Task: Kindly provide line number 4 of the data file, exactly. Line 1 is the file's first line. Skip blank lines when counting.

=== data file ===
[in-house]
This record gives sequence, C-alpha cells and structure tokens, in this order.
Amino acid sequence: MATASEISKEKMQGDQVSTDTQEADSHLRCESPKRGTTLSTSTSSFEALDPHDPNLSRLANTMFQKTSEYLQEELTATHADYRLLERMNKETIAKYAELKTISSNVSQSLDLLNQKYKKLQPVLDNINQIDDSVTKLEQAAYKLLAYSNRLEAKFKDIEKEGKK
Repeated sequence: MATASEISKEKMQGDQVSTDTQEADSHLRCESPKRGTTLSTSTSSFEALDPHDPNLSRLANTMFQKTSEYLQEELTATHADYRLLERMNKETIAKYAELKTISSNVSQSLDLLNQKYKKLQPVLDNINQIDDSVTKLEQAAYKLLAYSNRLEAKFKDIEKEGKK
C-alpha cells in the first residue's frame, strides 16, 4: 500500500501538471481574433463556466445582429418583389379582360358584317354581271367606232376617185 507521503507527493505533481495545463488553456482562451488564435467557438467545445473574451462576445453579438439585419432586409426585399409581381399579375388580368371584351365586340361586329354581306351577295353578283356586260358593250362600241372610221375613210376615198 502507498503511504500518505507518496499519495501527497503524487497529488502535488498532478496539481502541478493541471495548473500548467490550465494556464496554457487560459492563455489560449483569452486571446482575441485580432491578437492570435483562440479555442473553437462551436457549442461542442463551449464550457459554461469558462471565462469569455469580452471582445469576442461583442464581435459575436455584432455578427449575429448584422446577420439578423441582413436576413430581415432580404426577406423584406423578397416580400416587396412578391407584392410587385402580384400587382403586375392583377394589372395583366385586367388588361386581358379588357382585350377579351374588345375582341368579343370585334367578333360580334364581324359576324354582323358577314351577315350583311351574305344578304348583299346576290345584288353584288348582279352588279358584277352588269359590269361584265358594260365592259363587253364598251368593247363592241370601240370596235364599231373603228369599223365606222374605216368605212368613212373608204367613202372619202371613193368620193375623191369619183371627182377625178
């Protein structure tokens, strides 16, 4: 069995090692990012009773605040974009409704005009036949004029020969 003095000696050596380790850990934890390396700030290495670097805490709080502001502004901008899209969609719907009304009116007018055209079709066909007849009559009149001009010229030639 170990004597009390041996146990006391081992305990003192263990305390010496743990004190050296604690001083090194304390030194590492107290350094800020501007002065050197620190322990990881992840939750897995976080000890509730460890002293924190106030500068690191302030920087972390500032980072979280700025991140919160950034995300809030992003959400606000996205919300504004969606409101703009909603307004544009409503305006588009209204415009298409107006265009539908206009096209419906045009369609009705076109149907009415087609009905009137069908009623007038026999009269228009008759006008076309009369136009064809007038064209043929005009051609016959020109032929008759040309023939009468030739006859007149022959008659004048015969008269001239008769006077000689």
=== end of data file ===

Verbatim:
Repeated sequence: MATASEISKEKMQGDQVSTDTQEADSHLRCESPKRGTTLSTSTSSFEALDPHDPNLSRLANTMFQKTSEYLQEELTATHADYRLLERMNKETIAKYAELKTISSNVSQSLDLLNQKYKKLQPVLDNINQIDDSVTKLEQAAYKLLAYSNRLEAKFKDIEKEGKK